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Twitter search is broken

Add a soupcon of Google to Twitter Search, and you might have something.

There's too much noise in Twitter Search.
Screenshot by Rafe Needleman/CNET

In the Webware 100 this year, both Twitter and Twitter Search are finalists, in separate categories. (Vote here and here.) I added the search feature of Twitter as a product because it's a research tool quite separate from the social/publishing network of Twitter itself. In some ways I think it's even more important.

But Twitter Search has been failing me. It's still good when the result set is small. Last winter, when I was looking for tweets on road conditions over the Siskiyou Pass, it was useful. But try using it to see what's happening on a popular topic (like "iPhone"). What a mess!

The problem with Twitter Search is that it's purely time-based. Even though you can create fairly complex and specific search queries with the Advanced Search feature, the results you get are not sorted except by time.

What we need is for Twitter Search to also take relevance into account when displaying results. What is relevance? Timeliness is a part of it--a big part. But let the sort order be influenced by some other data and you might get something incredible.

At the very least, Twitter Search could be more relevant if it (optionally) displayed only results from the people a user was following, or if it ranked more highly those tweets that had been retweeted or linked to from elsewhere on the Web. Or better yet, make the highest-ranked results those from users who are typically retweeted or linked to the most.

You can't discount the importance of timeliness, since Twitter Search is unparalleled at taking the pulse of the Web moment-to-moment. But as a research tool it needs more finesse. And while I realize that adding features like these (as options, please) would undermine the brutal simplicity of Twitter Search, they'd also make it more useful.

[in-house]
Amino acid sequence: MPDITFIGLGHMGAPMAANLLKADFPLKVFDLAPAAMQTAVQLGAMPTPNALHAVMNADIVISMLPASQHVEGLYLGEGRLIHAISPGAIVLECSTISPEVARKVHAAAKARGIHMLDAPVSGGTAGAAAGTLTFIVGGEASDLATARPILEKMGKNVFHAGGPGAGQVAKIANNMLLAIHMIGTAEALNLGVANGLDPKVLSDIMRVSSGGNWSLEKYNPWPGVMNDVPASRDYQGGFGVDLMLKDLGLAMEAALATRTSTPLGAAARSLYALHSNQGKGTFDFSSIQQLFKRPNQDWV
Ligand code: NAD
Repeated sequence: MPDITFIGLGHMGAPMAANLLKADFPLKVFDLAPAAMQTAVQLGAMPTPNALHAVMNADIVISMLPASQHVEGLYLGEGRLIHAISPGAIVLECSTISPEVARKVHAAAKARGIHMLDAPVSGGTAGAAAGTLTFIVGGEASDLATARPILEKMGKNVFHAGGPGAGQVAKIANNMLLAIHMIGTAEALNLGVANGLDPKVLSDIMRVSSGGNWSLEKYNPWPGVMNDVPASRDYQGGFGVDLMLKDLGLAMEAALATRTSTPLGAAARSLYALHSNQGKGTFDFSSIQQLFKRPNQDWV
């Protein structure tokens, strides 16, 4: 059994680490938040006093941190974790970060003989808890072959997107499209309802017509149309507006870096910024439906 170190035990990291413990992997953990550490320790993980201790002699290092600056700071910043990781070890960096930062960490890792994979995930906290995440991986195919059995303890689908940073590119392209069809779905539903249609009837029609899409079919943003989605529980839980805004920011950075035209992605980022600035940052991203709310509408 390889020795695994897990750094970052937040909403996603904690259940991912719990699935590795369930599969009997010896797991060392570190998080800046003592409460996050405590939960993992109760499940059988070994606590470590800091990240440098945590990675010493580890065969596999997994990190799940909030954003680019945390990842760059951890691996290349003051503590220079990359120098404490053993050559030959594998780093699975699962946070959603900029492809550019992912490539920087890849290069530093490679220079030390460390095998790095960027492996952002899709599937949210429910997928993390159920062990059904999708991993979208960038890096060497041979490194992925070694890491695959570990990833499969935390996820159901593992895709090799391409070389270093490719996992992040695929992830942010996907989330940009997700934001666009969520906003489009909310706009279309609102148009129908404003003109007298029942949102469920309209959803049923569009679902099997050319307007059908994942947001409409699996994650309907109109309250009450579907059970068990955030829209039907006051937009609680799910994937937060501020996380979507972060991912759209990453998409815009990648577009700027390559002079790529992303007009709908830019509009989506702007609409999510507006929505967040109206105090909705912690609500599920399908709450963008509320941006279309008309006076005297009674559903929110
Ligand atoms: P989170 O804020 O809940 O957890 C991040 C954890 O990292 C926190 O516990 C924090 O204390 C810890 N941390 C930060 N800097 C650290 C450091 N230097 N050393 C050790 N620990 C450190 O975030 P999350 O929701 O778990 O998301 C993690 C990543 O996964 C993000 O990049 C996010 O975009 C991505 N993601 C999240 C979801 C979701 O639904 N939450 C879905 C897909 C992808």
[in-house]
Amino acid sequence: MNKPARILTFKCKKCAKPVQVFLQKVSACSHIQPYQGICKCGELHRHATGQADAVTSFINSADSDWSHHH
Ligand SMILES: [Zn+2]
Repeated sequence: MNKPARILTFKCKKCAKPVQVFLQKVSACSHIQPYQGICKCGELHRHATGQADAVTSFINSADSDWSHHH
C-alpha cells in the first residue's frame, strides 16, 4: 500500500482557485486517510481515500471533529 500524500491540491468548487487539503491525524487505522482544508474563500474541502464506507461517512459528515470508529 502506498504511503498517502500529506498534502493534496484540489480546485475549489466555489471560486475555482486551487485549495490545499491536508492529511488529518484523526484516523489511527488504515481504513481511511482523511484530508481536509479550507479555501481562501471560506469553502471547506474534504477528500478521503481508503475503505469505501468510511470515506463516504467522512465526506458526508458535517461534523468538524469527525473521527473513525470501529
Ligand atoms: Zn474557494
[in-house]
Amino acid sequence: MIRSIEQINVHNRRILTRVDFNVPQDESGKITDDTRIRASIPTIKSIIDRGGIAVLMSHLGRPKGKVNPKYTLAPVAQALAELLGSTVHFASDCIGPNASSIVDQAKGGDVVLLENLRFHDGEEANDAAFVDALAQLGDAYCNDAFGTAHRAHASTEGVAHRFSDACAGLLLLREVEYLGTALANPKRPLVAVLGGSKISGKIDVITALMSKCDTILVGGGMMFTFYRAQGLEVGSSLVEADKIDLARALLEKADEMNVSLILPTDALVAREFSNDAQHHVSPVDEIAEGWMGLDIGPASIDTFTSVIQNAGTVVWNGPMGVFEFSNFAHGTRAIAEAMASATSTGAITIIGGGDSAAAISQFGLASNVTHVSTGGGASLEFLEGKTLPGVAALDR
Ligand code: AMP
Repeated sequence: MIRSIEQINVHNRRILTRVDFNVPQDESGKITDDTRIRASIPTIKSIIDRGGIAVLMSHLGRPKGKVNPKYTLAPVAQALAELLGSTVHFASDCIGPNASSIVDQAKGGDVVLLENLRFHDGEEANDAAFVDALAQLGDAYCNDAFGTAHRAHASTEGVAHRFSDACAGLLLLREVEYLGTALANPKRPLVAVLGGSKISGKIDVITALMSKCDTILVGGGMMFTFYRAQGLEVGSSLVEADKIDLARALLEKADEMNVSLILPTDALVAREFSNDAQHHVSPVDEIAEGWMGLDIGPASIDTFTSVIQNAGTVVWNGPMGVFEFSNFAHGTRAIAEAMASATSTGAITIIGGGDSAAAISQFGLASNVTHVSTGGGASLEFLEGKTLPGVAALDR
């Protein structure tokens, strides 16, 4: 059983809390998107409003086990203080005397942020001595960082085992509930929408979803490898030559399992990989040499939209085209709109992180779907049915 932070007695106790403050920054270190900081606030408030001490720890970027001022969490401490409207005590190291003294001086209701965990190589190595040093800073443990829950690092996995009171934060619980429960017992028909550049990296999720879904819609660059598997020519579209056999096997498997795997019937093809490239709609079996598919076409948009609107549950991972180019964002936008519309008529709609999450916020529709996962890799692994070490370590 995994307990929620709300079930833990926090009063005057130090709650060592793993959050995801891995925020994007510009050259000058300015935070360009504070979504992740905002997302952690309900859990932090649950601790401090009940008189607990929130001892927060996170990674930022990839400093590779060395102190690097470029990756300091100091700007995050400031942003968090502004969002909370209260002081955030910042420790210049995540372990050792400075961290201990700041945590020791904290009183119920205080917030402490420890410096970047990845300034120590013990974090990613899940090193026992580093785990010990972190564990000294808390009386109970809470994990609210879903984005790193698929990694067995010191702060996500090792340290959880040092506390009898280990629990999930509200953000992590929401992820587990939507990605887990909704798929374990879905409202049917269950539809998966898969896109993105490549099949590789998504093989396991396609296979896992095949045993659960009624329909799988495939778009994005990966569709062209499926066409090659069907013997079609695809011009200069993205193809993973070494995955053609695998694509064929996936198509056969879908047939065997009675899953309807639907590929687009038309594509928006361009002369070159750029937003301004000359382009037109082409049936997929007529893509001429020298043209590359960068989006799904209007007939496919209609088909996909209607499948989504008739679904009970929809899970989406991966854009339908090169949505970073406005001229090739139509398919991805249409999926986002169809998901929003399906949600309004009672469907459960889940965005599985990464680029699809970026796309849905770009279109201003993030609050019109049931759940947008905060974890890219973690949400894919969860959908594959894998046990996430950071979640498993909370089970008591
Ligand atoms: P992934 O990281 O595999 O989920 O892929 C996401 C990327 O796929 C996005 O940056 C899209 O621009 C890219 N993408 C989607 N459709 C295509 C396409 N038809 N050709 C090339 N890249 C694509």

Google, of course, figured this out long ago. Search is about relevance. You have to determine what real humans are paying attention to if you want to give them information they can use. There's no universal solution to this, so Google constantly tweaks its PageRank algorithm. That shows how important ranking technology is.

I've been using Twitter Search a lot at work, and it's been by turns fantastic and fantastically frustrating. It's one of the reasons I'd love to see Google get hold of Twitter's data stream, either through a partnership or acquisition. Until then, for a few tips and links for more effective Twitter searching, turn the page...

Twitter Search tips

If you're searching on a hot topic, filter out the noisy retweets by appending your query with -RT.
Refine your Twitter Search. Screenshot by Rafe Needleman/CNET

If searching for a person who's on Twitter, search for the username, e.g., @rafe. You can also search for tweets directly to or from people with to:@username and from:@username.

Use Advanced Search. There are very good options to refine a query, especially by date, which can be a huge help. You can also type in advanced queries directly. See the Search Operators page for help.

See also How to search Twitter smarter from CIO.

To find Web pages linked to from Twitter users, check out the beta Twitter search feature in OneRiot.

I use TweetDeck to monitor multiple searches at a time--very useful for tracking real-time news. Other multicolumn Twitter clients, like Nambu, Seesmic Desktop, and PeopleBrowsr, also allow you set up and monitor multiple searches. Sideline, a Yahoo experiment, is also worth a look.

And here's one that's not yet out but looks promising: Tweetprobe, which provides search analytics from the Twittersphere. It should be useful for marketers and brand managers. There will be free and pro versions, and I hope to get a demo version to try in a week or so.